For Diego von Vacano, professor at Texas A&M University, spending a year at Yale as a visiting professor provides a “nice respite.” During his last semester teaching at Texas A&M before he came to Yale, students had started bringing guns to class — the result of a new state law that expands the areas on public university campuses where those with appropriate licenses can carry concealed handguns.

“It’s a good chance for me to meet people who are doing really interesting things in a different environment,” von Vacano said. “It’s almost like going abroad in a sense, especially now with the political situation in the country.”

Von Vacano belongs to a group of professors at Yale who have come to the University temporarily, usually for between six months and a year, to work with colleagues on research and to teach graduate and undergraduate students. Von Vacano, who specializes in Latin American political theory, was appointed a presidential visiting fellow as part of the provost’s $50-million diversity initiative announced in 2015. The fund provides financial support to hire approximately 10 visiting professors each year to contribute to “inclusive excellence.”

Von Vacano said he was impressed by Yale’s commitment to promoting diversity within both its faculty and student populations, adding that other schools should replicate the University’s approach. Having spent time at both Princeton and Harvard, he said he found Yale to be more interested in diversity issues as well as “cultural aspects” like the arts, something he attributed partly to Yale’s proximity to New York City.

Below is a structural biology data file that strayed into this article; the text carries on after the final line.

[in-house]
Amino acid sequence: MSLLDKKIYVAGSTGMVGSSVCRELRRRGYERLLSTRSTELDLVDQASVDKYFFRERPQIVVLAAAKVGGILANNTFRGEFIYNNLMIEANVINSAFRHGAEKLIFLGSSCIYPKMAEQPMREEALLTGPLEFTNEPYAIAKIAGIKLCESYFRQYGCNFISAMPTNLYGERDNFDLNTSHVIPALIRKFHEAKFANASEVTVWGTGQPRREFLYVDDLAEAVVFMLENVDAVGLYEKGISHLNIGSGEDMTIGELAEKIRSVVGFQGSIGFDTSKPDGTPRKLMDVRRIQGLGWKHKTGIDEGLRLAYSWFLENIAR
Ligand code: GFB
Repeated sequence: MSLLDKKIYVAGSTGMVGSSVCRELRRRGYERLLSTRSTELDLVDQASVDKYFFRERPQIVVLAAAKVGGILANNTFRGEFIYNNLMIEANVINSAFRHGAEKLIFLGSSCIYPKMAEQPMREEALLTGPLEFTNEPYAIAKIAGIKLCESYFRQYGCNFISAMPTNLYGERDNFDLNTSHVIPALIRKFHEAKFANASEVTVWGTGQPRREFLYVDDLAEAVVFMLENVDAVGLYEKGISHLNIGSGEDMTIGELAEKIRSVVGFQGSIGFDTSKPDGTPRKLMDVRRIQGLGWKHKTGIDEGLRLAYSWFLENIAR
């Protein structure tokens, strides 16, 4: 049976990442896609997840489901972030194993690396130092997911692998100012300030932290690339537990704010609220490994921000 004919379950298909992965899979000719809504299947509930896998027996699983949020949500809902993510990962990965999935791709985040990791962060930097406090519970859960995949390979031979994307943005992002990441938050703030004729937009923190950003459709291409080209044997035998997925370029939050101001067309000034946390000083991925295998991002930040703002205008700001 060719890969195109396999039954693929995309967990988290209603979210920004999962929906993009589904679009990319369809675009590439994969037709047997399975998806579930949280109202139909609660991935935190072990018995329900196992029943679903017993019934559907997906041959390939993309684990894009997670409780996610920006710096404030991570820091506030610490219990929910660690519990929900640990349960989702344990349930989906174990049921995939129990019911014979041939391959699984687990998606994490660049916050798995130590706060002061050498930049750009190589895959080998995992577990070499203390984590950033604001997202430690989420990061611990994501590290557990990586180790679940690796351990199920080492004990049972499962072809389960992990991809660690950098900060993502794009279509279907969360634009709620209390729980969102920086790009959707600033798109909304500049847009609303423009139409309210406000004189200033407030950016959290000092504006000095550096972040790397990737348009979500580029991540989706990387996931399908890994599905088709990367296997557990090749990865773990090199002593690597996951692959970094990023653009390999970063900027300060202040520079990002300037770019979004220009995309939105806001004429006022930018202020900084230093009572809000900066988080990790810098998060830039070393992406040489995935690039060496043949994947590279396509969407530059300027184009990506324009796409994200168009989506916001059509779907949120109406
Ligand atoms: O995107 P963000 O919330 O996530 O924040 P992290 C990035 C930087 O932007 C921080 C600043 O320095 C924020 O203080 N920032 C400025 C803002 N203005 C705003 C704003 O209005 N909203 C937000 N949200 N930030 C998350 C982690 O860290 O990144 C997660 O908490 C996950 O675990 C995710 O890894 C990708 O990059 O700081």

Nicolas Lambert, a visiting professor in the Economics Department’s Cowles Foundation for Research in Economics, described Yale as more “collegial” than his home university, Stanford. He added that travelling to different campuses is beneficial because it can provide scholars with the opportunity to exchange new ideas and innovate.

“It’s always good when ideas travel,” Lambert said. “The Yale system of having these visiting professors coming for a year or six months is a great idea, and it’s quite unique because not that many places allow these kinds of [programs].”

Ying Fan GRD ’09 and Rüdiger Bachmann GRD ’07, who are also visiting professors at the Cowles Foundation, returned to Yale’s Economics Department 10 years after completing their doctorates at the University. Still, Bachmann said the basic atmosphere of the department has not changed. Additionally, as a visiting professor, he said he has fewer responsibilities than at his home university, Notre Dame, giving him more time to spend on research, which he described as “exhilarating.”

Fan said she appreciates how engaged her students are in the graduate class she teaches.

“You feel like you’re making a difference,” she said.

Five visiting faculty members interviewed by the News praised the “vibrant” intellectual environment at Yale.

Adriana Chira, a visiting fellow in the Macmillan Center’s program in Agrarian Studies, said her colleagues in the program have “voracious minds.” She added that the interdisciplinary nature of the program, which focuses on understanding rural life and society, allows her to look at her work on Atlantic World History with new eyes.

In turn, visiting scholars enrich conversations taking place on campus, Chira stressed.

“It’s a way to bring together people who have work in progress that have contributions and opened up new fields of knowledge,” she said. “You wouldn’t be able to have that without the visiting scholar programs.”

Adelaide Feibel | adelaide.feibel@yale.edu